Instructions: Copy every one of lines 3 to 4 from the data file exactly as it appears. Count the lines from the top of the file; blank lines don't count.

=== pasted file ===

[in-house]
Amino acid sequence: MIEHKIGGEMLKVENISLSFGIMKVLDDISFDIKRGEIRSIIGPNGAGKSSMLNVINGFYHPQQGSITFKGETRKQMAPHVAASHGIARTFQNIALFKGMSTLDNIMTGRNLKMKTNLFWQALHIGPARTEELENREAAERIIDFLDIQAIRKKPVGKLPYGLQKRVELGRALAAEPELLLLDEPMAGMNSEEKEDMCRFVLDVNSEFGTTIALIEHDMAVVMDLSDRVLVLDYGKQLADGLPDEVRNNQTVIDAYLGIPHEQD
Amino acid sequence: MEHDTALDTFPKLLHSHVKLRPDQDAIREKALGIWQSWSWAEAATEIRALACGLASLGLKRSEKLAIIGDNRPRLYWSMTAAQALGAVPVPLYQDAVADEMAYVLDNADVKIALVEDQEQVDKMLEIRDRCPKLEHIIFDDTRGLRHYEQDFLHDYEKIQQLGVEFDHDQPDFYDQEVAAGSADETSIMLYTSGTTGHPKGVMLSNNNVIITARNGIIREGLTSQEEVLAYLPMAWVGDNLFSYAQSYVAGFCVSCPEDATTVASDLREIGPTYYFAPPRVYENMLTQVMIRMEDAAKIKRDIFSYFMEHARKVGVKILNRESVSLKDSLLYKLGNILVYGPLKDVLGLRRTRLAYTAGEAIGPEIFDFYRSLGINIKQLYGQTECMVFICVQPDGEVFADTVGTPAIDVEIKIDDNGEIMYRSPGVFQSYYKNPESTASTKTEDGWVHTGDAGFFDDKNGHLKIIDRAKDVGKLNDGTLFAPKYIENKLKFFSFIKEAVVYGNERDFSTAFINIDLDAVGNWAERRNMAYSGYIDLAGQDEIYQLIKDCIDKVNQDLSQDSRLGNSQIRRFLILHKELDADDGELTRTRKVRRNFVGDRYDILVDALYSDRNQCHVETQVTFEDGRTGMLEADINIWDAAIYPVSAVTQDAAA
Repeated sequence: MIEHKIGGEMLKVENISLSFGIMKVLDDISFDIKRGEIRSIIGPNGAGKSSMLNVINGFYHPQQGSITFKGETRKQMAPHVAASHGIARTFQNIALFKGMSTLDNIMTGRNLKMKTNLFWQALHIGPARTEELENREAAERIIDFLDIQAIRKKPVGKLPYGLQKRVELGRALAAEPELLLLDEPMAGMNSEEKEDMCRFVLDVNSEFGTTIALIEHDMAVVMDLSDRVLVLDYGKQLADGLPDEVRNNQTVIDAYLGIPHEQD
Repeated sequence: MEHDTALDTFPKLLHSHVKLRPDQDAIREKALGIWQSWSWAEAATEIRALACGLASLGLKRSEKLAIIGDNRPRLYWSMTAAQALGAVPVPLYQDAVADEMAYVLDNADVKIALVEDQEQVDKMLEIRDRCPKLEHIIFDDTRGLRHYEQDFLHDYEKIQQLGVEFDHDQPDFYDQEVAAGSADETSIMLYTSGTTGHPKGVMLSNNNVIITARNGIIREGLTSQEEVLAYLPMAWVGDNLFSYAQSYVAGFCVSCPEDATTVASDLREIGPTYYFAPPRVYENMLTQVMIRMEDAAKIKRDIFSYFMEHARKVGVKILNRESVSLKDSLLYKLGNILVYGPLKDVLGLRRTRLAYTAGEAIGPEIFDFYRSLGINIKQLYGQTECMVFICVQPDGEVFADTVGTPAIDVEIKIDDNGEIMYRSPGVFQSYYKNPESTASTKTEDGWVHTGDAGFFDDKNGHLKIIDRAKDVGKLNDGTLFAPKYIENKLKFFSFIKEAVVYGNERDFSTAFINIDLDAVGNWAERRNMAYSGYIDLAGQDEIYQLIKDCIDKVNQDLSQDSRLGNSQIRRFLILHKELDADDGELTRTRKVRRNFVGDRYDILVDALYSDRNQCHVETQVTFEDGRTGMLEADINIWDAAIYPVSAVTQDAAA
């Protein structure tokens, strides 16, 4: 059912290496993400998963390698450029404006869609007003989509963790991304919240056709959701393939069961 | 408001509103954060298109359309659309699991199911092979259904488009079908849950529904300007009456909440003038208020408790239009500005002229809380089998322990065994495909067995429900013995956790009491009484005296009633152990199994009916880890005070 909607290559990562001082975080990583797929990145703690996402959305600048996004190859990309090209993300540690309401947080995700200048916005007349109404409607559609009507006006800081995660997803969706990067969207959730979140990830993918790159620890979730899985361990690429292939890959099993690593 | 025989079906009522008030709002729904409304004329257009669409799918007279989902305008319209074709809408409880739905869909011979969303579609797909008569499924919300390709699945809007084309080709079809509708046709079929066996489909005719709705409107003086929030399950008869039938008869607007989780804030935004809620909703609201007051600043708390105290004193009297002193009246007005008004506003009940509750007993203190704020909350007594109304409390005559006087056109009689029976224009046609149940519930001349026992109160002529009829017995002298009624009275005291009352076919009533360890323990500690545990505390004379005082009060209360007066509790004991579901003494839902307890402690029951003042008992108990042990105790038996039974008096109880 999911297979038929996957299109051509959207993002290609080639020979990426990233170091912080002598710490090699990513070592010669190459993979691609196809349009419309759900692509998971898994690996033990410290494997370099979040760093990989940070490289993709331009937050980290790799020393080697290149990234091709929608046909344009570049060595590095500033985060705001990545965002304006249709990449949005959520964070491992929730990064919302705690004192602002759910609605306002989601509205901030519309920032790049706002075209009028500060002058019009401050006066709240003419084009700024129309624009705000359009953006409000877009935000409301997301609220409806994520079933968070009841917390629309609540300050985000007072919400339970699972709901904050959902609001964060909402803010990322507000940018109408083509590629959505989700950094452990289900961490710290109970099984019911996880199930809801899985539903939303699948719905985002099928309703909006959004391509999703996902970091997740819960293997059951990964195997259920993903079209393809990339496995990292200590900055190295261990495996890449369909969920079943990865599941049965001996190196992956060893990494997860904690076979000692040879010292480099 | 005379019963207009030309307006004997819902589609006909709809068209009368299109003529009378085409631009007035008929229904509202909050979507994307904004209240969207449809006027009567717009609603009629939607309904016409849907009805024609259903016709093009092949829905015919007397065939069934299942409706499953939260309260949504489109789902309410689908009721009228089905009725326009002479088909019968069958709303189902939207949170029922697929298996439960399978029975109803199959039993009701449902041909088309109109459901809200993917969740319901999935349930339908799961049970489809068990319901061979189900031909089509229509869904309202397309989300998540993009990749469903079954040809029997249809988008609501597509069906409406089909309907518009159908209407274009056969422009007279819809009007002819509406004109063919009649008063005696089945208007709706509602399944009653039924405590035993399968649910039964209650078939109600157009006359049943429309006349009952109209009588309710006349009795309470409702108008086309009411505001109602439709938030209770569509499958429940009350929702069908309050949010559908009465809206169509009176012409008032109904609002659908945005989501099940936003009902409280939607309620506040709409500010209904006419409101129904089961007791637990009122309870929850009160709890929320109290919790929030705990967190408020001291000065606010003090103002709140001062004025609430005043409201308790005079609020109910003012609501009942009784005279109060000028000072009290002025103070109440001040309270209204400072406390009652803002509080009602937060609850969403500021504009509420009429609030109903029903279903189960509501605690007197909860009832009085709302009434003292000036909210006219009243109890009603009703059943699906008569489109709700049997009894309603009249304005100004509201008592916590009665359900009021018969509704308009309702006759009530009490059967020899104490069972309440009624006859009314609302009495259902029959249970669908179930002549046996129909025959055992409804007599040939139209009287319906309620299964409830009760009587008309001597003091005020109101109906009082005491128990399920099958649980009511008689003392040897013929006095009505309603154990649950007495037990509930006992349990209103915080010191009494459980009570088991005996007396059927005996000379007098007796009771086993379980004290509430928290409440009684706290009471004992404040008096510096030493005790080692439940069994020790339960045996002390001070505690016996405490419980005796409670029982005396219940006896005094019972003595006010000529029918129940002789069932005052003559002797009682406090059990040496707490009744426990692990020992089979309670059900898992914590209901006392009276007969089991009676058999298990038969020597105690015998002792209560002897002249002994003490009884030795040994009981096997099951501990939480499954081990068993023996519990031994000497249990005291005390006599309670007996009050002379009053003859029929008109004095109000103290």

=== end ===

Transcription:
Amino acid sequence: MEHDTALDTFPKLLHSHVKLRPDQDAIREKALGIWQSWSWAEAATEIRALACGLASLGLKRSEKLAIIGDNRPRLYWSMTAAQALGAVPVPLYQDAVADEMAYVLDNADVKIALVEDQEQVDKMLEIRDRCPKLEHIIFDDTRGLRHYEQDFLHDYEKIQQLGVEFDHDQPDFYDQEVAAGSADETSIMLYTSGTTGHPKGVMLSNNNVIITARNGIIREGLTSQEEVLAYLPMAWVGDNLFSYAQSYVAGFCVSCPEDATTVASDLREIGPTYYFAPPRVYENMLTQVMIRMEDAAKIKRDIFSYFMEHARKVGVKILNRESVSLKDSLLYKLGNILVYGPLKDVLGLRRTRLAYTAGEAIGPEIFDFYRSLGINIKQLYGQTECMVFICVQPDGEVFADTVGTPAIDVEIKIDDNGEIMYRSPGVFQSYYKNPESTASTKTEDGWVHTGDAGFFDDKNGHLKIIDRAKDVGKLNDGTLFAPKYIENKLKFFSFIKEAVVYGNERDFSTAFINIDLDAVGNWAERRNMAYSGYIDLAGQDEIYQLIKDCIDKVNQDLSQDSRLGNSQIRRFLILHKELDADDGELTRTRKVRRNFVGDRYDILVDALYSDRNQCHVETQVTFEDGRTGMLEADINIWDAAIYPVSAVTQDAAA
Repeated sequence: MIEHKIGGEMLKVENISLSFGIMKVLDDISFDIKRGEIRSIIGPNGAGKSSMLNVINGFYHPQQGSITFKGETRKQMAPHVAASHGIARTFQNIALFKGMSTLDNIMTGRNLKMKTNLFWQALHIGPARTEELENREAAERIIDFLDIQAIRKKPVGKLPYGLQKRVELGRALAAEPELLLLDEPMAGMNSEEKEDMCRFVLDVNSEFGTTIALIEHDMAVVMDLSDRVLVLDYGKQLADGLPDEVRNNQTVIDAYLGIPHEQD